Highlights of the investment adviser and investment company proposals are available HERE.
The SEC is requesting for comments which should be submitted to be received within 60 days from publication of the proposed rules in the Federal Register.
The Division of Investment Management (the “Division”) of the Securities and Exchange Commission issued a cybersecurity guidance identifying cybersecurity of registered investment companies (“funds”) and registered investment advisers (“advisers”) as an important issue. Recognizing the rapidly changing nature of cyber threats and consequently, the necessity for funds and advisers to protect sensitive information including information of fund investors and advisory clients, the Division is suggesting a number of measures that funds and advisers may wish to consider in addressing the issue. To mitigate cybersecurity risk, the Division suggests that funds and advisers: 1) conduct a periodic assessment of their technology system and security controls and processes to identify potential cybersecurity threats and vulnerabilities, 2) create a strategy that is designed to prevent, detect and respond to cybersecurity threats, and 3) implement the strategy through written policies and procedures, training of officers and employees, and investor and client education. In addition, the Division also suggests that funds and advisers may wish to consider reviewing their operations and compliance programs whether they have measures in place that mitigate their exposure to cybersecurity risk, as well as assessing whether protective cybersecurity measures are in place at service providers that they rely on in carrying out their business operations.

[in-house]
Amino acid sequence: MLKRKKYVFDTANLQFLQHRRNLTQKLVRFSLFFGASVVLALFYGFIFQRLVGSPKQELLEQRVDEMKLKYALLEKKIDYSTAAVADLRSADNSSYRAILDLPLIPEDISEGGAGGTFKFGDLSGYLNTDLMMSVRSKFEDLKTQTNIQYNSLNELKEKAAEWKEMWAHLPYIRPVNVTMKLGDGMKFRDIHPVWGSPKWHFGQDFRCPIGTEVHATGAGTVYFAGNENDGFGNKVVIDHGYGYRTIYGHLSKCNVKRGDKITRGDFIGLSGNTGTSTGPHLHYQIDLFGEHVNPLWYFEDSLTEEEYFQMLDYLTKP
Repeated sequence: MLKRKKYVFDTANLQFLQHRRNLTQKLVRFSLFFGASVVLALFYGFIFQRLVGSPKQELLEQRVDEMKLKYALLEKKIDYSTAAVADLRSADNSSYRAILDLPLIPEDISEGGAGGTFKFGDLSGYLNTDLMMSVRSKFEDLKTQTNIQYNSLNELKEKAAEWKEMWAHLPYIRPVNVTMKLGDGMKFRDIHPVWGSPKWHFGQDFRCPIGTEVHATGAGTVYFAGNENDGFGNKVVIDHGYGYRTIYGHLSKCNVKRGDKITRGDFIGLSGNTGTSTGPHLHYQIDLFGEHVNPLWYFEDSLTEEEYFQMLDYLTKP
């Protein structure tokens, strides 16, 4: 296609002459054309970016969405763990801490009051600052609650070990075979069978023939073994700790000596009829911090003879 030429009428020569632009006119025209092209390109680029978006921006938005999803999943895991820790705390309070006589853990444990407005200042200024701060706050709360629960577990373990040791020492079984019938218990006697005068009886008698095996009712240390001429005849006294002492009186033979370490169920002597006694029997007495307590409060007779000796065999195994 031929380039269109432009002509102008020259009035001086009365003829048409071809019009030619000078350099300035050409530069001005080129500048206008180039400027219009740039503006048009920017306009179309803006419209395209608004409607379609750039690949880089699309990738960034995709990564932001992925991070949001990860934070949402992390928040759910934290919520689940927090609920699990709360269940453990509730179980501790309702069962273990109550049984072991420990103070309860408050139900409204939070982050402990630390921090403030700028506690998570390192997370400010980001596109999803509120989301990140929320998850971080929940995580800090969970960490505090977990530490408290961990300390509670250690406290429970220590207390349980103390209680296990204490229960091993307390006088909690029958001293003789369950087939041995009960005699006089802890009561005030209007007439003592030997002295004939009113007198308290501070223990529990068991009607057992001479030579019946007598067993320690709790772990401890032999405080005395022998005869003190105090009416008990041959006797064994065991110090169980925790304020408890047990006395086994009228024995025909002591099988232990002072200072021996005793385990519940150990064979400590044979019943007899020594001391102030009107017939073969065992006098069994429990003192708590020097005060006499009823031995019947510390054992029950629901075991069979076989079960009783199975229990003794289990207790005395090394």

A full version of the cybersecurity guidance is available HERE.
Please call an Investment Funds and Investment Management attorney with your inquiries regarding your firm’s cybersecurity risks and compliance procedures that address them.
In a February 2015 Guidance Update, the Securities and Exchange Commission’s Division of Investment Management (“SEC”), provided guidance on the acceptance of gifts or entertainment by fund advisory personnel under Section 17(e)(1) of the Investment Company Act of 1940 (the “Act”). Section 17(e)(1) provides that any affiliated person of a registered investment company, or any affiliated person of such person acting as agent, is prohibited from receiving any compensation, outside of regular salary or wages, for the purchase or sale of any property to or for the registered company or any controlled company thereof. The SEC has found that gifts or entertainment meet the definition of “compensation” as it is used in Section 17(e)(1), and proof of any intended or actual influence is not required. Pursuant to Rule 38a-1 of the Act, a fund must implement written policies and procedure designed to prevent the fund and its service providers from violating securities laws. The Guidance Update suggests that the policies and procedures concerning the receipt of gifts or entertainment should be included in the fund’s compliance policies and procedures, though it defers to the fund to determine whether there should be an outright ban, or a type of pre-clearance to determine if the gift or entertainment would violate Section 17(e)(1).
The Securities and Exchange Commission (“SEC”) issued a cease-and-desist order on February 19, 2015 against SEC-registered Logical Wealth Management, Inc. and owner, Daniel J. Gopen, (together, “Respondents”). The list of violations the SEC found the Respondents committed is extensive and includes improper registration, compliance, and recordkeeping. The SEC found the Respondents exaggerated their assets under management in order to register with the SEC, falsely reported their place of business as Wyoming, a state in which advisers are not regulated, and did not have compliance policies and procedures in place or books and records available to the SEC. The SEC has ordered the Respondents to cease and desist, revoked Logical Wealth’s registration, barred Mr. Gopen from any advisory activity and imposed a $25,000 civil penalty.